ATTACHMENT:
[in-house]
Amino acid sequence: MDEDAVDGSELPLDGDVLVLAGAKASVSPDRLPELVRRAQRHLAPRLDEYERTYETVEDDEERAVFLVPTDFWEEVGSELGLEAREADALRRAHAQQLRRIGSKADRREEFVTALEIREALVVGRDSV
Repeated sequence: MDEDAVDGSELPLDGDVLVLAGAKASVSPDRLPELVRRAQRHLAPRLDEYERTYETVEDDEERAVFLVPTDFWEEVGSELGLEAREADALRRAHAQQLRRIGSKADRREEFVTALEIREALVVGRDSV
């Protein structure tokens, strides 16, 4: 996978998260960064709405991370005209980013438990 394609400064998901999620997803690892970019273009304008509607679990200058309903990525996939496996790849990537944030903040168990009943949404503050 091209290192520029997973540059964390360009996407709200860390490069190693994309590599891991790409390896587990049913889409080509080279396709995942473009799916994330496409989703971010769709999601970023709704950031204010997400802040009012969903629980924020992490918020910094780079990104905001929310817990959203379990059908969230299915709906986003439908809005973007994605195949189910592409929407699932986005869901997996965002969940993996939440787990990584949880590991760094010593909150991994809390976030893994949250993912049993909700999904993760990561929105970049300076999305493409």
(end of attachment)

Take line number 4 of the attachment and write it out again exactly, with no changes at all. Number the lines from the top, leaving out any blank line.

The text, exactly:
């Protein structure tokens, strides 16, 4: 996978998260960064709405991370005209980013438990 394609400064998901999620997803690892970019273009304008509607679990200058309903990525996939496996790849990537944030903040168990009943949404503050 091209290192520029997973540059964390360009996407709200860390490069190693994309590599891991790409390896587990049913889409080509080279396709995942473009799916994330496409989703971010769709999601970023709704950031204010997400802040009012969903629980924020992490918020910094780079990104905001929310817990959203379990059908969230299915709906986003439908809005973007994605195949189910592409929407699932986005869901997996965002969940993996939440787990990584949880590991760094010593909150991994809390976030893994949250993912049993909700999904993760990561929105970049300076999305493409």